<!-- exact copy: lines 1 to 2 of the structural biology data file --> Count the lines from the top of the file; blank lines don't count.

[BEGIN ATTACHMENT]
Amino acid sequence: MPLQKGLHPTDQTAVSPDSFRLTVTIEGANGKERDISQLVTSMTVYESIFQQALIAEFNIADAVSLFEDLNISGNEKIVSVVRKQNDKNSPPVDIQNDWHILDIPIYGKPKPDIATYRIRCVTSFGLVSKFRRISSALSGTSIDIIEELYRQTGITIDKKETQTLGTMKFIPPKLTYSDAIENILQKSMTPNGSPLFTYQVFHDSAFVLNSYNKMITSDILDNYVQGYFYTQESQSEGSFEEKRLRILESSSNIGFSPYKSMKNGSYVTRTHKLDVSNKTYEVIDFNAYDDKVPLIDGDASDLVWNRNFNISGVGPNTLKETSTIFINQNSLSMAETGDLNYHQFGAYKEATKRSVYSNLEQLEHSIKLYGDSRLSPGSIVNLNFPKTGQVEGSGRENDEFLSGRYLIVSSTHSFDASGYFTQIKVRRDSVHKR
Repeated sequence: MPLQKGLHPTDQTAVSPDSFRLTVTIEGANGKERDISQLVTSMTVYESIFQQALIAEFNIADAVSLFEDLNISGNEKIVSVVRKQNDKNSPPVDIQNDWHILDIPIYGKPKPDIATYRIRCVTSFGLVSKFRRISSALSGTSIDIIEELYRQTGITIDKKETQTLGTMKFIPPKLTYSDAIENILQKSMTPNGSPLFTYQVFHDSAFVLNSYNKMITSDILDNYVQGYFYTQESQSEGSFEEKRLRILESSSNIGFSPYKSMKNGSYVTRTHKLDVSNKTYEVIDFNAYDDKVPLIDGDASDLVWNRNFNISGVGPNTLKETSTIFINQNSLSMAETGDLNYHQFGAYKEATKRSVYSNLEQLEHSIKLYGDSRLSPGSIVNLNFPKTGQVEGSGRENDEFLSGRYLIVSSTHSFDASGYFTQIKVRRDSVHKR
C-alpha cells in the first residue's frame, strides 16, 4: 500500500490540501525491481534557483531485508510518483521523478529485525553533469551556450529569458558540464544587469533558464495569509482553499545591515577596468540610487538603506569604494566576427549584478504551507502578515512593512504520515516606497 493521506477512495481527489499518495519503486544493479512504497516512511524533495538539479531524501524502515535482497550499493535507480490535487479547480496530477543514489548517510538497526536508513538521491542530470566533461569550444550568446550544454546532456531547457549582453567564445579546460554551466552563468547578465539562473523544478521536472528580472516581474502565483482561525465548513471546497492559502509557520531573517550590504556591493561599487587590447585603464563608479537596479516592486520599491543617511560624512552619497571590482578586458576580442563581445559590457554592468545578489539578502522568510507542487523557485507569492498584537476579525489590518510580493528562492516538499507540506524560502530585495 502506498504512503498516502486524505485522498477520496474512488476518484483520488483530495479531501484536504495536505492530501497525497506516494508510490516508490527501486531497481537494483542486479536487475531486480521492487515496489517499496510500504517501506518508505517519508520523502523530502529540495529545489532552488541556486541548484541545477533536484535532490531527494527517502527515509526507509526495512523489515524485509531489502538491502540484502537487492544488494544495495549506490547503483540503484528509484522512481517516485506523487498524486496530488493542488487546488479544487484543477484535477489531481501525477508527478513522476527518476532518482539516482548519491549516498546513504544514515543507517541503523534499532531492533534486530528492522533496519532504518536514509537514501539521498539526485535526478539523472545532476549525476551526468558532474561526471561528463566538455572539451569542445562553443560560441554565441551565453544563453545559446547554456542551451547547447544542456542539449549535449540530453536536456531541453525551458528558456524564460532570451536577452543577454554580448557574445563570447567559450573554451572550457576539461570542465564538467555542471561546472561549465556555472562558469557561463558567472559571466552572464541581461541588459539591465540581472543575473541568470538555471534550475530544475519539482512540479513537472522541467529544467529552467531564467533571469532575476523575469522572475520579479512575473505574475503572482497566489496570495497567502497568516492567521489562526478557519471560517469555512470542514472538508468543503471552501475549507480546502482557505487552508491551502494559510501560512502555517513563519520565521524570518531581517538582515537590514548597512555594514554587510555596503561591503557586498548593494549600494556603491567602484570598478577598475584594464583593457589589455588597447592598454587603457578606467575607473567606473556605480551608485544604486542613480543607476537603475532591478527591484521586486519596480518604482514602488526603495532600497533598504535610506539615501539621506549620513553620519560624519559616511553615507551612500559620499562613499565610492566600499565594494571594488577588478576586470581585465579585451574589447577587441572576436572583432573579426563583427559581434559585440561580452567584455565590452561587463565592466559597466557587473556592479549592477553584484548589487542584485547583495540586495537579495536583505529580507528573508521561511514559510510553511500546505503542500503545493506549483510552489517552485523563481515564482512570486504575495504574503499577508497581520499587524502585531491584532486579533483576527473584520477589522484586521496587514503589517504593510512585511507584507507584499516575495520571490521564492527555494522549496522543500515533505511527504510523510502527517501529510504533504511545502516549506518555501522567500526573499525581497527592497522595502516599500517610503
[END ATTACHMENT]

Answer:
Amino acid sequence: MPLQKGLHPTDQTAVSPDSFRLTVTIEGANGKERDISQLVTSMTVYESIFQQALIAEFNIADAVSLFEDLNISGNEKIVSVVRKQNDKNSPPVDIQNDWHILDIPIYGKPKPDIATYRIRCVTSFGLVSKFRRISSALSGTSIDIIEELYRQTGITIDKKETQTLGTMKFIPPKLTYSDAIENILQKSMTPNGSPLFTYQVFHDSAFVLNSYNKMITSDILDNYVQGYFYTQESQSEGSFEEKRLRILESSSNIGFSPYKSMKNGSYVTRTHKLDVSNKTYEVIDFNAYDDKVPLIDGDASDLVWNRNFNISGVGPNTLKETSTIFINQNSLSMAETGDLNYHQFGAYKEATKRSVYSNLEQLEHSIKLYGDSRLSPGSIVNLNFPKTGQVEGSGRENDEFLSGRYLIVSSTHSFDASGYFTQIKVRRDSVHKR
Repeated sequence: MPLQKGLHPTDQTAVSPDSFRLTVTIEGANGKERDISQLVTSMTVYESIFQQALIAEFNIADAVSLFEDLNISGNEKIVSVVRKQNDKNSPPVDIQNDWHILDIPIYGKPKPDIATYRIRCVTSFGLVSKFRRISSALSGTSIDIIEELYRQTGITIDKKETQTLGTMKFIPPKLTYSDAIENILQKSMTPNGSPLFTYQVFHDSAFVLNSYNKMITSDILDNYVQGYFYTQESQSEGSFEEKRLRILESSSNIGFSPYKSMKNGSYVTRTHKLDVSNKTYEVIDFNAYDDKVPLIDGDASDLVWNRNFNISGVGPNTLKETSTIFINQNSLSMAETGDLNYHQFGAYKEATKRSVYSNLEQLEHSIKLYGDSRLSPGSIVNLNFPKTGQVEGSGRENDEFLSGRYLIVSSTHSFDASGYFTQIKVRRDSVHKR